EPRDF’s score in these tests has repeatedly been a failure. Experience has shown their impatience for rights and their actions have unveiled their true colors of armored democracy. EPRDF has been the smoking gun of response for demonstrations on academic independence by students (thirty one people have died following student demonstrations on April 10, 2001) or even public demonstrations for free election (more than two hundred people have been shot dead by government security forces following public demonstration after the May 2005 elections). Twenty one journalists languish in prison for marching a legion of words and ideas against oppression, corruption and silence but this has unfortunately disturbed EPRDF’s peaceful abode of suppressed democracy.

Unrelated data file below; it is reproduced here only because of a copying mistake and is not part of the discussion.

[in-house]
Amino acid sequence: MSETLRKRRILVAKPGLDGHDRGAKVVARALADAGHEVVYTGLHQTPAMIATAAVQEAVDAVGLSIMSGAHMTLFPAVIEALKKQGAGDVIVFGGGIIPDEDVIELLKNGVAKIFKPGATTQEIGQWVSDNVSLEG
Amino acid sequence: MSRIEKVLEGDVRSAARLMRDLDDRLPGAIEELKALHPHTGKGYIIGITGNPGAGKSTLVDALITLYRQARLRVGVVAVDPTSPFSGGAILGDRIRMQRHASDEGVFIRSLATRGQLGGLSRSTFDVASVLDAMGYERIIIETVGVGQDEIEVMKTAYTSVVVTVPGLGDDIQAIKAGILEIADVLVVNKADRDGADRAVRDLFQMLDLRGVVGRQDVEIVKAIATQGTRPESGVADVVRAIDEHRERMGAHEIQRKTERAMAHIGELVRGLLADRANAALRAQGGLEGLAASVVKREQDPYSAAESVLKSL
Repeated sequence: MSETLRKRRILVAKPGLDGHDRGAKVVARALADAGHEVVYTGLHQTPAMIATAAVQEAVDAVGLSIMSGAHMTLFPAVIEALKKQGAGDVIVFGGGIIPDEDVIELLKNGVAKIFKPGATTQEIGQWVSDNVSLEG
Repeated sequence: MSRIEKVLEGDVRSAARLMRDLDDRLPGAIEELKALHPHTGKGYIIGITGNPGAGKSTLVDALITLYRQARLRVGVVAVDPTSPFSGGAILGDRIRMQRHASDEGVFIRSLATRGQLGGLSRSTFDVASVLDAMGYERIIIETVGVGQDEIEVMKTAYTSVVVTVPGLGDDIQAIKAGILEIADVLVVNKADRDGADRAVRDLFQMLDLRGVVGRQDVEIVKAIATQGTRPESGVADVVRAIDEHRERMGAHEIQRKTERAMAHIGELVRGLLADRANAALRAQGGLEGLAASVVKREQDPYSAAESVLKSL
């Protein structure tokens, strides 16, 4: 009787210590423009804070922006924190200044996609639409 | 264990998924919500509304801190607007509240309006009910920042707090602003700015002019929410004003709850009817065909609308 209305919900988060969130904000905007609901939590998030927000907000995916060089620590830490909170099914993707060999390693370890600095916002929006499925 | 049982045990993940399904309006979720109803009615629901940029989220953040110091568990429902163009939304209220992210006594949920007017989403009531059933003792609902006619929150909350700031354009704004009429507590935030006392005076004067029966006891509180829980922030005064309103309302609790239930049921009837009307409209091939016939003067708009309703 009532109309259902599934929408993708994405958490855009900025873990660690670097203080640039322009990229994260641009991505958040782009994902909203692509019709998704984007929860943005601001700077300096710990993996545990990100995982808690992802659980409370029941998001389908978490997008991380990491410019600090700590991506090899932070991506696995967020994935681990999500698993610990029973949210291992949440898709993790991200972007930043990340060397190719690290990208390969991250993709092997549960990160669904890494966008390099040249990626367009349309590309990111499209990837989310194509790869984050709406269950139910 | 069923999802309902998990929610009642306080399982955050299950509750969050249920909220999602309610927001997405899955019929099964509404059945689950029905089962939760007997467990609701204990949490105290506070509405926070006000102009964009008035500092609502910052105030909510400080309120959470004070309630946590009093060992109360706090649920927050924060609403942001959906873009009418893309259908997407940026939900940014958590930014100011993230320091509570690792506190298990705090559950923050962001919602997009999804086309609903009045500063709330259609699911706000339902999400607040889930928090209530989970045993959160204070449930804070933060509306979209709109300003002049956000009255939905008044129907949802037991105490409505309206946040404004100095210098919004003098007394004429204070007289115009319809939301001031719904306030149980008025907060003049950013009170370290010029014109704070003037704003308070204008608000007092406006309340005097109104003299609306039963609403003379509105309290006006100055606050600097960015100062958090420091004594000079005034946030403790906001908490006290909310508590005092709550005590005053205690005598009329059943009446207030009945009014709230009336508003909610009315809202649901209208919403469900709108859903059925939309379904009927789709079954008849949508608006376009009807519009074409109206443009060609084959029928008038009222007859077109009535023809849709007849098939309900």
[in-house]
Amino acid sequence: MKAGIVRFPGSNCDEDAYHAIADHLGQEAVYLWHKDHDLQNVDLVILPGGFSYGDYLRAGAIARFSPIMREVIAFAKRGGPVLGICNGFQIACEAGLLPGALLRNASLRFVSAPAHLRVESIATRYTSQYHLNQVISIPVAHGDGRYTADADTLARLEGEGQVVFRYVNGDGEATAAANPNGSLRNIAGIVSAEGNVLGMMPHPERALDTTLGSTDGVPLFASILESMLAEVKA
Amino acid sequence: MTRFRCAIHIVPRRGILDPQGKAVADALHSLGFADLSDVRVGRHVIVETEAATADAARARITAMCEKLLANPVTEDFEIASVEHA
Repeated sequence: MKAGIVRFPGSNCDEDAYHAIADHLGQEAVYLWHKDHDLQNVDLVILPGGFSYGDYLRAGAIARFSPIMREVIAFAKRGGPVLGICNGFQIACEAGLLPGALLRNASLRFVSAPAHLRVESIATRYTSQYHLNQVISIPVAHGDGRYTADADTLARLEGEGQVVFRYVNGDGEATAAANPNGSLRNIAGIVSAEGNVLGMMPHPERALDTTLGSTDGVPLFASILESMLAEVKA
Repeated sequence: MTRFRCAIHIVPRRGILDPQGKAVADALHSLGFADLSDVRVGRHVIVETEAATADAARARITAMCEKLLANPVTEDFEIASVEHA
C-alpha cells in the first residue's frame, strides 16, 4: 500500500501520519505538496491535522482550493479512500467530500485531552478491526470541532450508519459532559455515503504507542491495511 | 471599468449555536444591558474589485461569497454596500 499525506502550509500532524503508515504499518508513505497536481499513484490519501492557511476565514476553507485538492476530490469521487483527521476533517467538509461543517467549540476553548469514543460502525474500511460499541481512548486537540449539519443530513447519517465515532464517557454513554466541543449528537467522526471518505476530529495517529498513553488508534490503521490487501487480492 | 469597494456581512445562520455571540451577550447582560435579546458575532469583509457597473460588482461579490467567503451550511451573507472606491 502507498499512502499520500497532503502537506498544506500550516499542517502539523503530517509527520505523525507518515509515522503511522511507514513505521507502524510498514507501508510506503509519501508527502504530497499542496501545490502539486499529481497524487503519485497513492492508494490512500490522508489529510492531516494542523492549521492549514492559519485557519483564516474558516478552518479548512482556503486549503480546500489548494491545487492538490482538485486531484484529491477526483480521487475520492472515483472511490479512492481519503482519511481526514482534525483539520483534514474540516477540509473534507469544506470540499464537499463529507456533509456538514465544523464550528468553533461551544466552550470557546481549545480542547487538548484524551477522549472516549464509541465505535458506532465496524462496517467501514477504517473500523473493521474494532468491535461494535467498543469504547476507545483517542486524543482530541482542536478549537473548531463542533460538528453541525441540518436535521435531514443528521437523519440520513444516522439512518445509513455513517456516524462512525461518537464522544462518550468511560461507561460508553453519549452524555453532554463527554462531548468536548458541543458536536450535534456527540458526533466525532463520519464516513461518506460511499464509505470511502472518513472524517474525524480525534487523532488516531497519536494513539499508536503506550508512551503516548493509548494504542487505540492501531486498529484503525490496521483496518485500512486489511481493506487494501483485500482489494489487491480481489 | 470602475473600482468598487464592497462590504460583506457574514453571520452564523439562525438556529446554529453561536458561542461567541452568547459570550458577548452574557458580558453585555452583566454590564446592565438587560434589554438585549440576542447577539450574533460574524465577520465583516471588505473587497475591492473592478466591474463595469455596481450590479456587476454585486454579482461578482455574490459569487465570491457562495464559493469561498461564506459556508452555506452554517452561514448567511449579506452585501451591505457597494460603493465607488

An Ethiopian scholar Dr. Dagnachew Assefa has once said that EPRDF measures its success by its achievements of good governance than its score on democracy. Good governance here refers to the provision of services than the restraint by the government of its undue and illegal interference upon the liberty of citizens. But, the scholar adds that when it comes to this patronage-client relationship between the government and the governed, Hitler’s German was no less efficient than its counterparts in Europe at the time. The late Prime Minister Meles Zenawi has been the leading orchestrator of this approach of government where development supersedes any other task by the state wherein citizens sit at the receiving end of the system completely disempowered and at worst suppressed by their leaders. These words by the late prime minister in May 2012 at the World Economic Forum starkly represent EPRDF’s stance on the issue of democracy, “I don't believe in bedtime stories, contrived arguments linking economic growth with democracy”.